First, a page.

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Shamanism/Indigenous Peoples
Record Type: Review   ID: 274

Shamanism and the Eighteenth Century

Flaherty, Gloria

 Flaherty concentrates on "the European encounter with various forms of shamanism" (p. xiv). The first part of the book contains four chapters on the European reception of shamanism, especially the scientists. Part Two consists of 5 chapters on "The Implications of Shamanism for the Arts in Europe." She concludes that in the 18th century interest in shamanism "became all-pervasive and extraordinarily intense" (p. 13). To Europeans shamanism seems to "epitomize a grand confluence of ageless human activities the world over" (p. 13). Flaherty concludes that unlike what some may think today, with the new age interest in shamanism, this is not new but a renewal of interest in a subject that she feels has "fascinated people since Western culture began" (pp. xiii-xiv).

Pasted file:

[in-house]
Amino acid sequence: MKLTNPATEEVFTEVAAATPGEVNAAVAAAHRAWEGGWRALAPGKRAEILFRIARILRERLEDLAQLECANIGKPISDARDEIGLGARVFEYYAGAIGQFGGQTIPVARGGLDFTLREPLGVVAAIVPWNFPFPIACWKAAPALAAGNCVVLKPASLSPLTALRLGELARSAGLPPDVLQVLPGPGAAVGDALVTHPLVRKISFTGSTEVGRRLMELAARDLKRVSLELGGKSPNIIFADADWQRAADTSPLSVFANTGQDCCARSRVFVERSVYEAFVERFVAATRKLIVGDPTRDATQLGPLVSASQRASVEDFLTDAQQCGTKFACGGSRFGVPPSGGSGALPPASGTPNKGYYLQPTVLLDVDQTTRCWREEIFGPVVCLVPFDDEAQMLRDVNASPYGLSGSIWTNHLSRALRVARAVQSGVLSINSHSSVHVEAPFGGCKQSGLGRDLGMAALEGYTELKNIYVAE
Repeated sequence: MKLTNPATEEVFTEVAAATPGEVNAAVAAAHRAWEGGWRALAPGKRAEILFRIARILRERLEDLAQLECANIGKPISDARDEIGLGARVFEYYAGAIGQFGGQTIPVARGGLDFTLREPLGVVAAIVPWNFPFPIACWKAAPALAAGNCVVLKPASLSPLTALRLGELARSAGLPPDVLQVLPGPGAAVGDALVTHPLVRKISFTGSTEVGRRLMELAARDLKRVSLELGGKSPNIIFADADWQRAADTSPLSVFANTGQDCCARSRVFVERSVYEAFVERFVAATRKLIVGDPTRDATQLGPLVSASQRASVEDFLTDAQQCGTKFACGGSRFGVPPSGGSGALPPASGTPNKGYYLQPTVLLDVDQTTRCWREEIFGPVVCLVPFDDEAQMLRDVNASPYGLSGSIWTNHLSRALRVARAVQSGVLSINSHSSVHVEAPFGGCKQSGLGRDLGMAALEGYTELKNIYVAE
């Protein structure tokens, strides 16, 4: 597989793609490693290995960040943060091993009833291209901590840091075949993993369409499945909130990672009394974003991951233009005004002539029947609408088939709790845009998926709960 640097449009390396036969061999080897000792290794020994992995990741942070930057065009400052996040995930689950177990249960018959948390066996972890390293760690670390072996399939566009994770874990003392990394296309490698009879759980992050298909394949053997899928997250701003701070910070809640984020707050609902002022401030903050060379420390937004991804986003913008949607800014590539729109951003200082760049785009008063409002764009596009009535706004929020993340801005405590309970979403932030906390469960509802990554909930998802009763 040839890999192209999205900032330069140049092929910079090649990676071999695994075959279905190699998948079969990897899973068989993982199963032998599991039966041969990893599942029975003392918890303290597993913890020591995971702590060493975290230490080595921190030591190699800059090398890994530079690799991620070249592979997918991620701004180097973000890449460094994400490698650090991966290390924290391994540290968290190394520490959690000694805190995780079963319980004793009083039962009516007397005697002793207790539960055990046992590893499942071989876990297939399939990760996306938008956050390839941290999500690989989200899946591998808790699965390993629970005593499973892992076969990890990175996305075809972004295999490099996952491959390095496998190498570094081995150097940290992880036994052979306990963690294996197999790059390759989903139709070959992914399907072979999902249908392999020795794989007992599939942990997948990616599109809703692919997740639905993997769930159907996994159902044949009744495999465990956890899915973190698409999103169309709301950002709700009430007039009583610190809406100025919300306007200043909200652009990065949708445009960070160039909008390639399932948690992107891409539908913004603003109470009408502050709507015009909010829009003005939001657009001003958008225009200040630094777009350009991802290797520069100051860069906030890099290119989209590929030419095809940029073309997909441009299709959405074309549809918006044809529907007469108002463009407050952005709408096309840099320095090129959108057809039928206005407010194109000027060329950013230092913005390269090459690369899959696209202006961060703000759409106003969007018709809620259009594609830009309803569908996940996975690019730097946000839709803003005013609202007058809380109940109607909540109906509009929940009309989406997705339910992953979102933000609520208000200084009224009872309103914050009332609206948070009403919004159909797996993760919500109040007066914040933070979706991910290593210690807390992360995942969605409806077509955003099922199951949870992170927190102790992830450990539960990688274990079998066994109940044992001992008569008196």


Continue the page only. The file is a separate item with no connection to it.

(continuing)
Publisher Information:Princeton: Princeton University Press, 1992. Bibl: 259-291; Chap. notes: 217-257; 24 illus; Ind: 293-320
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